Sunday, August 27, 2006

Pope Focuses on SS. Augustine and Monica

Monica's feast is today, Augustine's is tomorrow.

From Asia News Italy:

The pope presented Monica, a Christian from Tagaste (modern-day Tunisia), who, after the death of her husband, “dedicated herself, with courage, to the care of her three sons, including Augustine who initially caused her to suffer because of his somewhat rebellious temperament. As Augustine himself would say, his mother delivered him twice; the second time called for a long spiritual labour, made of prayer and tears but finally crowned with the joy of seeing him entirely in the service of Christ.” The comparison with current reality is clear: “How many difficulties there are today too in family ties, and how many mothers are anguished because their sons take wrong roads! Monica, a wise woman and firm in her faith, invites them not to get discouraged but to persevere in their mission as spouses and mothers, keeping their faith in God firm and holding onto prayer with perseverance.” While Benedict XVI described these situations, the silence and tacit participation of many women in the public expressed their agreement.

But the life of St Augustine, who became bishop of Hippo after a chaotic youth, is also of comfort. “All his existence was an impassioned search for truth,” said the pope. “At the end, not without prolonged interior torment, he discovered in Christ the ultimate and full meaning of his own life and of the entire history of mankind. In his adolescence, drawn to earthly beauty, ‘he threw himself’ into it – as he himself admits (cfr Confess.10:27-38) – in an egotistical and possessive manner, with behaviour that caused his pious mother no mean sorrow. But by following a tiring path, also thanks to her prayers, Augustine increasingly opened up to the fullness of truth and love, to the point of his onversion, which took place in Milan under the guidance of the bishop, St Ambrose. He thus would remain as a model of the journey towards God, supreme Truth and greatest Good. ‘Late have I loved you,’ he wrote in his renowned book of Confessions, “O Beauty, so ancient and so new, late have I loved you!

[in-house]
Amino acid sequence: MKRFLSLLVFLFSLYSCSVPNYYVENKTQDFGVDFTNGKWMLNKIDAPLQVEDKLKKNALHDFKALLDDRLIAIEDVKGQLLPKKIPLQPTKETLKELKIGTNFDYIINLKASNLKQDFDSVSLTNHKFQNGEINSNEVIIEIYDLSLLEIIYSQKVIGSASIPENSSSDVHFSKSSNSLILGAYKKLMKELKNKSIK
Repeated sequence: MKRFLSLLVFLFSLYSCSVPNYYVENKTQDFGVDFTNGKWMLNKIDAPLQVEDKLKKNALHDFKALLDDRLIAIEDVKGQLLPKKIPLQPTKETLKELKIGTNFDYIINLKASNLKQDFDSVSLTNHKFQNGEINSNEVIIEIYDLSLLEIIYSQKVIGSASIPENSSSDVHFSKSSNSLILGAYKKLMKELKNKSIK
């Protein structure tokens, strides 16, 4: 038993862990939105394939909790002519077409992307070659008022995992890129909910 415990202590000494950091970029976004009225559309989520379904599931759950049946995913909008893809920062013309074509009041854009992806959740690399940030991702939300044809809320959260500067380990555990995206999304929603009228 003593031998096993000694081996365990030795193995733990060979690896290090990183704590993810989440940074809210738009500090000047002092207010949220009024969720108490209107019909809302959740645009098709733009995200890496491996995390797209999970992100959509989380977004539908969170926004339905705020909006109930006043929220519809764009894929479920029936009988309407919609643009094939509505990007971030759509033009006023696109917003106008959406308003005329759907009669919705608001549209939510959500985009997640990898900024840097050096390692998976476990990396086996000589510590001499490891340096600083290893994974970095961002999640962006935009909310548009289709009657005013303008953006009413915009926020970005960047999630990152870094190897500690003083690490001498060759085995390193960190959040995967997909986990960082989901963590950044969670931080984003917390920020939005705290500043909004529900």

And behold, you were within me and I was outside… You were with me, and I was not with you… You called, and cried out to me and broke open my deafness; you shone forth upon me and you scattered my blindness’ (ibid).May St Augustine obtain the gift of a sincere and profound encounter with Christ for all those youth who, thirsting for happiness, seek it by travelling down wrong roads and get lost in dead ends.”

“St Monica and St Augustine invite us to turn to Mary, seat of wisdom, with faith. To her, we entrust Christian parents who, like Monica, accompany by example and prayer their children’s journey. To the Virgin, Mother of God, we commend youth so that, like Augustine, they will lean ever more towards the fullness of Truth and Love that is Christ: He alone can quench the profound desires of the human heart.”